Snapshot of Ireland a century ago: an online photographic archive

Easter Rising, ‘Lusitania’, Spanish Arch and Puck Fair feature in Ancestry collection

Rare old times: a girl stares into the camera at the fish market by Spanish Arch in Galway in the 1890s. Photograph: Getty

A series of digitally restored black-and-white photographs dating as far back as the Land War of the late 1800s has been released online by the Ancestry family-history website.

The historical prints and photographs, which include more than 120 images taken in Ireland, offer an insight into daily life in Irish cities, towns, villages and countryside between the late 1800s and the 1950s.

The collection is part of Ancestry's UK Historical Photographs and Prints 1704-1989 set, which features more than 40,000 photographs. It is drawn largely from the Hulton archive of images from Picture Post, the British photojournalism magazine, which are now owned by the Getty Images photo agency. The oldest, from 1855, shows a British soldier as he leaves for war.

Among the Irish photographs are some striking images taken in 1915, after the sinking of Lusitania, the Cunard liner sunk by a German submarine less than 20km south of Kinsale, in Co Cork, with the loss of more than 1,000 lives. The collection also includes images of Dublin immediately after the Easter Rising of 1916.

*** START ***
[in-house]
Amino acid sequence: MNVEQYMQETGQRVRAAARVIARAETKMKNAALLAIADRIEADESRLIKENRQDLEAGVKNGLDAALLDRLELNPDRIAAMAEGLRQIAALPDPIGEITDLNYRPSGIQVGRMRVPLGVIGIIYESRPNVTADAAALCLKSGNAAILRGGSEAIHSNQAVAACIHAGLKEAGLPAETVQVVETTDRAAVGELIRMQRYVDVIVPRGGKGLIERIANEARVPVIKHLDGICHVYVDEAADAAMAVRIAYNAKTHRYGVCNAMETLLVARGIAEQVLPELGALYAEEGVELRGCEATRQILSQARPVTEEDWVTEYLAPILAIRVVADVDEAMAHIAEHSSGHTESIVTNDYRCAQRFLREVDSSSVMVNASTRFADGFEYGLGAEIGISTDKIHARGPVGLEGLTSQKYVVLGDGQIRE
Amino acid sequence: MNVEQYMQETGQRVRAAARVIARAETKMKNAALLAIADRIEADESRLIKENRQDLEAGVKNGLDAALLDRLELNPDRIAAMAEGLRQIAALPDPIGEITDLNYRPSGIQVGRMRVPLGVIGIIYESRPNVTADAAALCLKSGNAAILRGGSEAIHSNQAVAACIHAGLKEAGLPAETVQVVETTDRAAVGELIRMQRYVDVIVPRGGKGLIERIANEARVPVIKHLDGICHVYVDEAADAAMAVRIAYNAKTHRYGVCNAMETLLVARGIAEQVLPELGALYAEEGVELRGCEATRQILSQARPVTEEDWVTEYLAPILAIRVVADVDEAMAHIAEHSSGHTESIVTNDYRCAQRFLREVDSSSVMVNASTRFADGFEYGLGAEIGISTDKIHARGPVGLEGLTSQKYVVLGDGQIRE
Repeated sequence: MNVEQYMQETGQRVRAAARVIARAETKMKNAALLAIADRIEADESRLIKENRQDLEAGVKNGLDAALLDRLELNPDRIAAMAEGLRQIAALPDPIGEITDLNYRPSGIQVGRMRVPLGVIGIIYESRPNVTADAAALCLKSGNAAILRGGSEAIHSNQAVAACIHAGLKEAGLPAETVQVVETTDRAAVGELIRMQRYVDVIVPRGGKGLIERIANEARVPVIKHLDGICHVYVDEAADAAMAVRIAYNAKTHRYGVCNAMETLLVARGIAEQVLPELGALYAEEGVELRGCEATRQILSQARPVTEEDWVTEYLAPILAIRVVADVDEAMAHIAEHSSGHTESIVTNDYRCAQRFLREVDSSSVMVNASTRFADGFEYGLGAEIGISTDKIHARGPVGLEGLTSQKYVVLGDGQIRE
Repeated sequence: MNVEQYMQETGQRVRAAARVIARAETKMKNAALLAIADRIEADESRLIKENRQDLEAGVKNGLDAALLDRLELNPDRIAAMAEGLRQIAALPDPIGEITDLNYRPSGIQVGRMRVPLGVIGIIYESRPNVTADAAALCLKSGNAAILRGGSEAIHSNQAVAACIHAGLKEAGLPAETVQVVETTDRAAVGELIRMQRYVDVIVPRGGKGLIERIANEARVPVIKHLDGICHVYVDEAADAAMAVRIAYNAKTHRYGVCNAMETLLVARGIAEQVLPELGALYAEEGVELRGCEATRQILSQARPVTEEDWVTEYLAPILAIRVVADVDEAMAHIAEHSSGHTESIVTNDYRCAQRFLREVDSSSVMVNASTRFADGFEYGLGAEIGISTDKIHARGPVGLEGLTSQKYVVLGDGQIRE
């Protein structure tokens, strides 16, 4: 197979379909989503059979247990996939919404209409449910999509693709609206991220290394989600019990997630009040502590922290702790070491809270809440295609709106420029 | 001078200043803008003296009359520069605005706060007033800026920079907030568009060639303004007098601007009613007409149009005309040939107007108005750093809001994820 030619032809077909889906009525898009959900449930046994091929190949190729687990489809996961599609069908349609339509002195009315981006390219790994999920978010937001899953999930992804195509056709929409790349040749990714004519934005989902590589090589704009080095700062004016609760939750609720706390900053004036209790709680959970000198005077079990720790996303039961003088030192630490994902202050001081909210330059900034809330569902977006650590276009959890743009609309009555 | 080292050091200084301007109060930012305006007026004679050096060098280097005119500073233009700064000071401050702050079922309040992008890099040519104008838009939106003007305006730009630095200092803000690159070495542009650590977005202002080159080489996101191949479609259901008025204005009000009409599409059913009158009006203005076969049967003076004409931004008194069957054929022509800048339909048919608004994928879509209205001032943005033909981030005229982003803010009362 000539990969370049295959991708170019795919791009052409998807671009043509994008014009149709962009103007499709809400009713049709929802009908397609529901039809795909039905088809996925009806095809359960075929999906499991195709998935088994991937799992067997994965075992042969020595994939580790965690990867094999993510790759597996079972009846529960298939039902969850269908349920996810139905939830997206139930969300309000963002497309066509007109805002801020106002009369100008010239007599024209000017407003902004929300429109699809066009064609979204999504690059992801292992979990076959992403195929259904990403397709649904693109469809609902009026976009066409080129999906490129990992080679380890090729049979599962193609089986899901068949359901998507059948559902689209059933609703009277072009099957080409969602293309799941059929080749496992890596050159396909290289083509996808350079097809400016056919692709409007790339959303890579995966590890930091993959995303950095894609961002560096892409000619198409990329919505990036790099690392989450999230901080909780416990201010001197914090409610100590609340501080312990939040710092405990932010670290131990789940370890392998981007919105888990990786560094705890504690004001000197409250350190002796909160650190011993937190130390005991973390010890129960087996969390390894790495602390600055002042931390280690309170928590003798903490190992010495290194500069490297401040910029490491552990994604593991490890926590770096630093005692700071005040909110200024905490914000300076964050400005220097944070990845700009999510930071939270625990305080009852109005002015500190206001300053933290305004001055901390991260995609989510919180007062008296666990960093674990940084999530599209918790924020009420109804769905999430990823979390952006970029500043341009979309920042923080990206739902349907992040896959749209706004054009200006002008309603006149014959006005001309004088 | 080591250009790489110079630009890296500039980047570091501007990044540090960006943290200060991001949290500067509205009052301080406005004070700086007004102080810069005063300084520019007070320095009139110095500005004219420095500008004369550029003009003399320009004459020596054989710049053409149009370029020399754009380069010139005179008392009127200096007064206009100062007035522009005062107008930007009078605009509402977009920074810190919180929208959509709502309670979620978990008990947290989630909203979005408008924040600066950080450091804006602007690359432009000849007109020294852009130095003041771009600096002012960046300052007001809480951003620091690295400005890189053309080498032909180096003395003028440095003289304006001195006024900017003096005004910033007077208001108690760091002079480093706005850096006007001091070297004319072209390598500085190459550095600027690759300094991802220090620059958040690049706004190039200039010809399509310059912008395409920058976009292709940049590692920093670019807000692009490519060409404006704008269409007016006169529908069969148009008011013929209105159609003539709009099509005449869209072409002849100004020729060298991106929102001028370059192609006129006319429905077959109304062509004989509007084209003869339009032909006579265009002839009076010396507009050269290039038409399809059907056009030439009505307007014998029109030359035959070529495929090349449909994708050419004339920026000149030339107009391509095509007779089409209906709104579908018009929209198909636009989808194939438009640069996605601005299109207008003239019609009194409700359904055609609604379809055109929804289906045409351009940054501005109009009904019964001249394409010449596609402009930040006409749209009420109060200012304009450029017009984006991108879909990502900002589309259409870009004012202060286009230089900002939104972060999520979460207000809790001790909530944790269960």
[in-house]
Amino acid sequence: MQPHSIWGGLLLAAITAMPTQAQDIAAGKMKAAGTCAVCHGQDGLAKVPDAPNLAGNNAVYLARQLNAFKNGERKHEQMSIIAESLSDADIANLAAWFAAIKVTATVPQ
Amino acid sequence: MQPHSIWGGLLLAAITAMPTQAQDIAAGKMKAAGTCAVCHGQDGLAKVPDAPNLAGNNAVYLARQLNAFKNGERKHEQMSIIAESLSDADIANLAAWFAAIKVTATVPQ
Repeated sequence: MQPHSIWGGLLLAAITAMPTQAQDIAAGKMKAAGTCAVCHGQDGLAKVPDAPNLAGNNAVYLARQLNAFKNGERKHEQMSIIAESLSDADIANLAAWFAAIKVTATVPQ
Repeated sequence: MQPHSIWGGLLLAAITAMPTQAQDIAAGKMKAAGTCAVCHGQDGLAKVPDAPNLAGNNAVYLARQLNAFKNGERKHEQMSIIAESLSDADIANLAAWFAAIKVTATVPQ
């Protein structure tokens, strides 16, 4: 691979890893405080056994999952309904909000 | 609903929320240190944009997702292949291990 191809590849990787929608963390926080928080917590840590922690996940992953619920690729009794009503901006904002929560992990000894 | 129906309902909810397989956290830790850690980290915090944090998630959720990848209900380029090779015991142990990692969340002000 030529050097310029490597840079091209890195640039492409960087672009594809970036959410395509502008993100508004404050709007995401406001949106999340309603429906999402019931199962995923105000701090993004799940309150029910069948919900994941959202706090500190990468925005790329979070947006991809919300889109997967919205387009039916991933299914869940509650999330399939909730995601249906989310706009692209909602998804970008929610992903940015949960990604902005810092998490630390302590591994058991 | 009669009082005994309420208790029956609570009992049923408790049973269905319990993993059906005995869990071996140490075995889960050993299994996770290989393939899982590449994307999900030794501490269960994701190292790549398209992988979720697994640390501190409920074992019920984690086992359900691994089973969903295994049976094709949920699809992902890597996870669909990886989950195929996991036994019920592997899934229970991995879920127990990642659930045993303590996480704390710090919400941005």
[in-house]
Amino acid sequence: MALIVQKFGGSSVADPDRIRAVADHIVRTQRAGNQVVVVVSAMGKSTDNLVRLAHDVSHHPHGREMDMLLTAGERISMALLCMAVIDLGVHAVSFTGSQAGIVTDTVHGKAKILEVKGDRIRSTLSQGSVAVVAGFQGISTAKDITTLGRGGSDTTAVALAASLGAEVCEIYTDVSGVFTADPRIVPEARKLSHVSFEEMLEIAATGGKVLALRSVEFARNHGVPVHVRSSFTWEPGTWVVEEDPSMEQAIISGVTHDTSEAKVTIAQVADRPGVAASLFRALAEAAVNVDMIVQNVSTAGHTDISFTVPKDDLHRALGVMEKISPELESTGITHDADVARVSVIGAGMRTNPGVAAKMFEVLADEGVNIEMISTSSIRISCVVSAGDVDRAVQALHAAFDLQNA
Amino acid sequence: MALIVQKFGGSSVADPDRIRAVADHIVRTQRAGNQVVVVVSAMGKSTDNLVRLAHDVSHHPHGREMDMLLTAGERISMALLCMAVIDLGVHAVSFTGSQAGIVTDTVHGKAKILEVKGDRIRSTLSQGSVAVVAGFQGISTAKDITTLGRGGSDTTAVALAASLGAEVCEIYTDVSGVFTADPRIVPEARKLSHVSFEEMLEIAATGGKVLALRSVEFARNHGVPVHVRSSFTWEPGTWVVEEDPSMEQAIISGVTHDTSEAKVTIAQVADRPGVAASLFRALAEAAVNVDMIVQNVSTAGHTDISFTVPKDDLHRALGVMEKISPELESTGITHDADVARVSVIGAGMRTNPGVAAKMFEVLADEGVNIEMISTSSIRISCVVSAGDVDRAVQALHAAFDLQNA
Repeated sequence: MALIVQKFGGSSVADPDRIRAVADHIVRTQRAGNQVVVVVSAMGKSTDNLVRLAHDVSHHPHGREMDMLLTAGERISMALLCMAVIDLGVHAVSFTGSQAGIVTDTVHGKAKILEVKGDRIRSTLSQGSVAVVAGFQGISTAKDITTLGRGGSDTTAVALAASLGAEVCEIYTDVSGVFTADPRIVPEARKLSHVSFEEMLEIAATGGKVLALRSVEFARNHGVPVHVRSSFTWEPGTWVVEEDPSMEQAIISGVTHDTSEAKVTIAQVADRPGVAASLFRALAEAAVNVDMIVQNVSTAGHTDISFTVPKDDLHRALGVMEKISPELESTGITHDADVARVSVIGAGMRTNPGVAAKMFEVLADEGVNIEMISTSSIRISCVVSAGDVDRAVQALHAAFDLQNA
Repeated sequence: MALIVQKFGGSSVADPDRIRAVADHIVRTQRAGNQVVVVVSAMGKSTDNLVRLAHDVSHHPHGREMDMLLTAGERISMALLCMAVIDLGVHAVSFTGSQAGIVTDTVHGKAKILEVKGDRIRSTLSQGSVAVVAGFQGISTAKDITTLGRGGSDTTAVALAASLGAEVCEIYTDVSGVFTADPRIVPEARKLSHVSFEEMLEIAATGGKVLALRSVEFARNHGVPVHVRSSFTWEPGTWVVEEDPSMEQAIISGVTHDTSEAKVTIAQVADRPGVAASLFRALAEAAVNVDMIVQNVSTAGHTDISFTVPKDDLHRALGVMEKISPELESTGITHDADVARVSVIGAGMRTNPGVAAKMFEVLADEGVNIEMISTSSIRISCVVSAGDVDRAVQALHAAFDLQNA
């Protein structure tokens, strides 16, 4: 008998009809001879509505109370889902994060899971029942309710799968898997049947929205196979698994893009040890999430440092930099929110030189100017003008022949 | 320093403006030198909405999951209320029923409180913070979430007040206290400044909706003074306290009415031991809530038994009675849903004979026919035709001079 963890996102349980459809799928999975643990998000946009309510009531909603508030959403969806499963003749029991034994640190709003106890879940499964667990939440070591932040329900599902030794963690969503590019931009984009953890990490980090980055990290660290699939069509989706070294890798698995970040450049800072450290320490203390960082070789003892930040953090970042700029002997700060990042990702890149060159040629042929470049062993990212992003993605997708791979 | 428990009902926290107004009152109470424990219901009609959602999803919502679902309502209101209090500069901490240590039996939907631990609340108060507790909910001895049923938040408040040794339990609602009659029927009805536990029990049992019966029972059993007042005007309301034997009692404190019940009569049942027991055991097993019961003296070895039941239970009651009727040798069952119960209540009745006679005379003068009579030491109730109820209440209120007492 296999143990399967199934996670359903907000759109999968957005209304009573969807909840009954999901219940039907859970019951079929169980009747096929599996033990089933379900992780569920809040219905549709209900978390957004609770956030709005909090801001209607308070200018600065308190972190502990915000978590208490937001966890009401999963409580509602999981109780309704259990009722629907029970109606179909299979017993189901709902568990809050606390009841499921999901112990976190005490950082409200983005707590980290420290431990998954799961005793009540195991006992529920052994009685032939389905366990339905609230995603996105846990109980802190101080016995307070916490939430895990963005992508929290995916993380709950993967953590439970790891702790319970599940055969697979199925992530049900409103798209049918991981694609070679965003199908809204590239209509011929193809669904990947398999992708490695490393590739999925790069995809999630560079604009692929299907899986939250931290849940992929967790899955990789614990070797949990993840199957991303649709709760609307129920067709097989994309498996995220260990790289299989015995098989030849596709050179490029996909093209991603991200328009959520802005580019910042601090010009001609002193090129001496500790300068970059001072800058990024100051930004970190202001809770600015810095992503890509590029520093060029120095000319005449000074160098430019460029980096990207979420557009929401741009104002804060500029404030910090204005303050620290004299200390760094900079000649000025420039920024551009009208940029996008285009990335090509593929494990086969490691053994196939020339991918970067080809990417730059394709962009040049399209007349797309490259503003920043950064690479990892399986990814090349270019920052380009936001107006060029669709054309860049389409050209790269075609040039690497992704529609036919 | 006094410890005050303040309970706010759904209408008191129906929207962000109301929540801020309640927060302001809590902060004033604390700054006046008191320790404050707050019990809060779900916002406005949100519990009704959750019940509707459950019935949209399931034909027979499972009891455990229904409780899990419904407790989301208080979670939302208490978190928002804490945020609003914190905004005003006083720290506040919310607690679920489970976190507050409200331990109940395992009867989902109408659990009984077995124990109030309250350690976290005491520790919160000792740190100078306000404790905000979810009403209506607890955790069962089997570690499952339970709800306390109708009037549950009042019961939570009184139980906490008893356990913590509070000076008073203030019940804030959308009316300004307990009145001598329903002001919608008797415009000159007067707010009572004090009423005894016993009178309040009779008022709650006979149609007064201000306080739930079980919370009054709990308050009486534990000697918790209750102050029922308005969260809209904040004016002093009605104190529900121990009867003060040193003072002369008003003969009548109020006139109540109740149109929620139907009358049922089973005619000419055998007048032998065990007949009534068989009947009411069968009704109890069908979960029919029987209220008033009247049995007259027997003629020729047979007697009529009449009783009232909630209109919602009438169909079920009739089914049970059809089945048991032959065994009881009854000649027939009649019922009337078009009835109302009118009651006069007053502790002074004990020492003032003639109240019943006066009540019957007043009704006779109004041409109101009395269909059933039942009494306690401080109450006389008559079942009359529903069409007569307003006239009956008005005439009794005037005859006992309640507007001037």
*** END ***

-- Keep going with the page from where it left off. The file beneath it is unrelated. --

A photograph taken in Gweedore, Co Donegal, in 1900 shows a large family, some barefoot, standing outside their thatched cottage. An image from the 1890s shows a girl staring into the camera at the fish market by Spanish Arch in Galway.

Later images show women and children dressed in white for May Day celebrations in 1936, residents of Killorglin in 1951 hoisting a goat on to a scaffold for Puck Fair and graduates from Trinity College Dublin in 1935.

One of the oldest images, an engraving from 1864, shows the attempted shooting of Lord Leitrim as he travelled through Co Donegal.

“Our aim is to provide a snapshot of life through the ages as well as providing our users with the tools to trace and discover their ancestors going back hundreds of years, both at the important cultural times in history but also the everyday moments that make everyone’s family story special,” said Russell James of Ancestry.

The full collection of photographs and prints is available to view online at, and will be available without charge over Easter weekend.

Sorcha Pollak

Sorcha Pollak

Sorcha Pollak is an Irish Times reporter and cohost of the In the News podcast